Almost three years ago, deep in the heart of the BBC, Glenn Tilbrook was preparing to perform with his band Squeeze on The Andrew Marr Show.

Sitting on the coach, ready to listen, was former Prime Minster and Witney MP David Cameron. At the last minute Glenn changed the lyrics of his hit single Cradle To The Grave, to sing: “I grew up in council housing, part of what made Britain great. There are some here who are hell-bent, on the destruction of the welfare state.”

Far from being a shallow political artist who reels off soundbites and headlines, Glenn has made an effort to inform himself of what is going on in the country which inspired his most English of bands. And that is how he came across The Trussell Trust – the charity he is raising money for on his current tour, which arrives at the Church of St John the Evangelist in Iffley Road, Oxford, tomorrow.

His enthusiasm for social activism and support for those falling on hard times fits in well with the spirit of his music, which documents working class life. The Woolwich-raised artist’s kitchen sink drama pop hits, such as Up The Junction, Pulling Mussels (From The Shell) and Labelled With Love presented an authentic voice of south London life; a way of life being destroyed by gentrification, austerity and the dismembering of the welfare state.

“I watched a programme about foodbanks, and it really stayed with me,” he says.

“The grinding desperation of people who don’t have enough food to put on the table for their kids... anyone can end up in that situation and I’m ashamed that in 2018 our politicians can’t come up with a better solution.”

The Trussell Trust is an anti-poverty charity that supports a network of over 420 foodbanks across the UK. In 2017-2018, 1,332,952 three day emergency food supplies were provided to people referred to foodbanks in The Trussell Trust’s network, a 13 per cent increase on the previous year.

“I just wanted to help The Trussell Trust and what they do with coordinating collections and distribution. It’s just a very practical solution to a heart-breaking problem.”

Audience members will be able to donate non-perishable foods and other essential items on the night. with supplies collected by local foodbank volunteers. All merchandise profit will also be going to The Trussell Trust, including a new four track EP.

The Oxford Times:

“It’s going to contain at least two new songs,” he says. “I want it to be really stripped back and just me singing and playing because I’ve never really done that before.

Ever the musical tinkerer, Glenn’s voice rises in excitement at the prospect of trying new things out on the road.

“I’m definitely putting some more deep songs of my own in, I know that,” he says. “I’m going to play a couple of songs with backing tracks too – I’ve never done that before! I saw Emerson Snowe, who’s an Australian singer-songwriter, and he did that and I thought ‘wow this really works’. If it’s just an interlude where you’re playing and suddenly you have the sound of a full band coming out of nowhere, it’s quite interesting and it breaks the flow up in a way that I like.”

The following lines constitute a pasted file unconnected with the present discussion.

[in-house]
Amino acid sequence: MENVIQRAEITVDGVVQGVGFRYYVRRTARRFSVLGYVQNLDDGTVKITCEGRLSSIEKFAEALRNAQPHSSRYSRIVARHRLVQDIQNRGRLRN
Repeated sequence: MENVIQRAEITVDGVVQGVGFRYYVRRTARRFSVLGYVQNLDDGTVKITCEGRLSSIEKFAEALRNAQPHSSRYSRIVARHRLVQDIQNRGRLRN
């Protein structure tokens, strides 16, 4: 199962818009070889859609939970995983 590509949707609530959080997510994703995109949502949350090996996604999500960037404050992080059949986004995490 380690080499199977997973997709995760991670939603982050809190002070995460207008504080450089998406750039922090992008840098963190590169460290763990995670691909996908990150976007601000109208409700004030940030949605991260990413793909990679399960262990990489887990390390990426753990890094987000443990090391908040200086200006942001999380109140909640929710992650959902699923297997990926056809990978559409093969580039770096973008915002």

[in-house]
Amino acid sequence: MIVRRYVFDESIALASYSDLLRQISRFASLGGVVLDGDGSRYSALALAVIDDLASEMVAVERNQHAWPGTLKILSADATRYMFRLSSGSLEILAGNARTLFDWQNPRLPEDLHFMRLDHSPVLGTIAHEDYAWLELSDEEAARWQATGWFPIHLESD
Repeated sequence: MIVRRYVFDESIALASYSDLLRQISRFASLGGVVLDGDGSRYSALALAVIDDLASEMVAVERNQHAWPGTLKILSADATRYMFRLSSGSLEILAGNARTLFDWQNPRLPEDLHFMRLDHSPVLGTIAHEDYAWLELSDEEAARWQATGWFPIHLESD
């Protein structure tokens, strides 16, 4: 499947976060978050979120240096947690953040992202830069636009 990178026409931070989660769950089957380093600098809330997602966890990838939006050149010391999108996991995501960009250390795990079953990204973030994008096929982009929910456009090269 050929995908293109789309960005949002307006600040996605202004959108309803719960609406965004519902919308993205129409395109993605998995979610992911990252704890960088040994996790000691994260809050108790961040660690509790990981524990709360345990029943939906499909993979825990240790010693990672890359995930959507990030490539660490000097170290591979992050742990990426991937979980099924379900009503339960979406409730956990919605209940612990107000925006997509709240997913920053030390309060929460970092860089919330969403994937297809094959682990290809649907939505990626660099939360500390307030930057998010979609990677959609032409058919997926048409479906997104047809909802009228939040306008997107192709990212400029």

Glenn is quick to admit that foodbanks, however good, are not the definitive answer to a larger crisis.

“I think there’s a demonisation of poor people that’s been going on too long, where they somehow seem as spongers if they don’t have enough money,” the father of four says solemnly.

“I grew up in council housing and my parents can remember when being poor was an awful stigma. You had no help from the government, and we seem to be gradually wending our way back to that position.”

Does he think it’s caused by apathy?

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“Maybe apathy on the part of people that let this sort of thing happen, but I don’t think its political apathy,” he pauses. “I think it’s sort of an agenda, not to create poverty, but poverty is the by-product of a totally free market society.”

There’s a point to be made, that while some of Squeeze’s later records have been extremely politically charged (cuts like A&E and Rough Ride from 2017’s The Knowledge are a call to arms for the welfare state), their early records are just as poignant.

“I think the politics of songs like Labelled With Love and Up The Junction were more personal, but coming from a similar place.”

From a similar place of the troubles of the ordinary working person?

The Oxford Times:

“Exactly that. Honestly, Up The Junction could be a Trussell Trust story you know?”

Begging may not be his business, but Glenn comes across as someone making a genuine and concerted effort to help. In the age of celebrities getting involved in politics, Glenn is putting his money where his mouth is, and singing for not just his own supper... but for those who might not otherwise have any.

“It is shameful that in the 21st century there are people that can’t afford to put food on the table,” he says. “Anyone, from any walk of life, can fall upon dire times, and I hope that by doing this tour it will remind people that there is a very real need.”

Last year Glenn raised about 1.5 tonnes of food for foodbanks.

“Most of us can do something to help – be it giving some food or a little money,” he adds.

“I hope people coming to the shows are inspired to donate.”

  • Glenn Tilbrook plays St John the Evangelist Church, Oxford tomorrow. This supports Witney foodbank. Tickets from sje-oxford.org
  • Bring non-perishable food to the gig and leave in the baskets provided. It will then be collected and delivered to the nearest foodbank, as well as any money made from Glenn’s merchandise sales.